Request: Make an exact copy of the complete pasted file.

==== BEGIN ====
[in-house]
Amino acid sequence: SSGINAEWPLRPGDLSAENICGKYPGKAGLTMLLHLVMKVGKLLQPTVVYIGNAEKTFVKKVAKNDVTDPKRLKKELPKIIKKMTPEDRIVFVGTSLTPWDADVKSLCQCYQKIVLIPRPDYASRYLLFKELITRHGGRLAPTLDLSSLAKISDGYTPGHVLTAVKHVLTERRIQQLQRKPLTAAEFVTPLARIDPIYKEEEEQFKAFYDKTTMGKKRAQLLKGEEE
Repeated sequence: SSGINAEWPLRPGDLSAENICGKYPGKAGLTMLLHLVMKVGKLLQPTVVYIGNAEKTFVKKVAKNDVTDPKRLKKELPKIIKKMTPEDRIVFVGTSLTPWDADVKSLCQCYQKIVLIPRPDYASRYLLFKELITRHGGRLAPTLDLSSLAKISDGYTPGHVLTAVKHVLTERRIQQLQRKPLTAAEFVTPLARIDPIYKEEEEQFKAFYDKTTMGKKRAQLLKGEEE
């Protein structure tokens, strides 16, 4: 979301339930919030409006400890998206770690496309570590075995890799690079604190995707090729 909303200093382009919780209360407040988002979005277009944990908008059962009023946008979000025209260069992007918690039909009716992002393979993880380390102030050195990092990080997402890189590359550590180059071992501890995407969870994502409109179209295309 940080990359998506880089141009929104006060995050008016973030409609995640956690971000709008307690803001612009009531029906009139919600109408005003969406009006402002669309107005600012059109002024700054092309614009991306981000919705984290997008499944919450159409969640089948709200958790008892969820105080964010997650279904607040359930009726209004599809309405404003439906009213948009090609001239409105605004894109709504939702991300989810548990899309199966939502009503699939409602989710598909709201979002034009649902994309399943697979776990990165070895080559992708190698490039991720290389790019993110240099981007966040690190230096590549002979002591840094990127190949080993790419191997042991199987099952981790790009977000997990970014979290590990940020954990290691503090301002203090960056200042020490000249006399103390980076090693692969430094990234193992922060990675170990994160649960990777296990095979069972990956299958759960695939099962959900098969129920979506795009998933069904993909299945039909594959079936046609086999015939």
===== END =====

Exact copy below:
[in-house]
Amino acid sequence: SSGINAEWPLRPGDLSAENICGKYPGKAGLTMLLHLVMKVGKLLQPTVVYIGNAEKTFVKKVAKNDVTDPKRLKKELPKIIKKMTPEDRIVFVGTSLTPWDADVKSLCQCYQKIVLIPRPDYASRYLLFKELITRHGGRLAPTLDLSSLAKISDGYTPGHVLTAVKHVLTERRIQQLQRKPLTAAEFVTPLARIDPIYKEEEEQFKAFYDKTTMGKKRAQLLKGEEE
Repeated sequence: SSGINAEWPLRPGDLSAENICGKYPGKAGLTMLLHLVMKVGKLLQPTVVYIGNAEKTFVKKVAKNDVTDPKRLKKELPKIIKKMTPEDRIVFVGTSLTPWDADVKSLCQCYQKIVLIPRPDYASRYLLFKELITRHGGRLAPTLDLSSLAKISDGYTPGHVLTAVKHVLTERRIQQLQRKPLTAAEFVTPLARIDPIYKEEEEQFKAFYDKTTMGKKRAQLLKGEEE
């Protein structure tokens, strides 16, 4: 979301339930919030409006400890998206770690496309570590075995890799690079604190995707090729 909303200093382009919780209360407040988002979005277009944990908008059962009023946008979000025209260069992007918690039909009716992002393979993880380390102030050195990092990080997402890189590359550590180059071992501890995407969870994502409109179209295309 940080990359998506880089141009929104006060995050008016973030409609995640956690971000709008307690803001612009009531029906009139919600109408005003969406009006402002669309107005600012059109002024700054092309614009991306981000919705984290997008499944919450159409969640089948709200958790008892969820105080964010997650279904607040359930009726209004599809309405404003439906009213948009090609001239409105605004894109709504939702991300989810548990899309199966939502009503699939409602989710598909709201979002034009649902994309399943697979776990990165070895080559992708190698490039991720290389790019993110240099981007966040690190230096590549002979002591840094990127190949080993790419191997042991199987099952981790790009977000997990970014979290590990940020954990290691503090301002203090960056200042020490000249006399103390980076090693692969430094990234193992922060990675170990994160649960990777296990095979069972990956299958759960695939099962959900098969129920979506795009998933069904993909299945039909594959079936046609086999015939």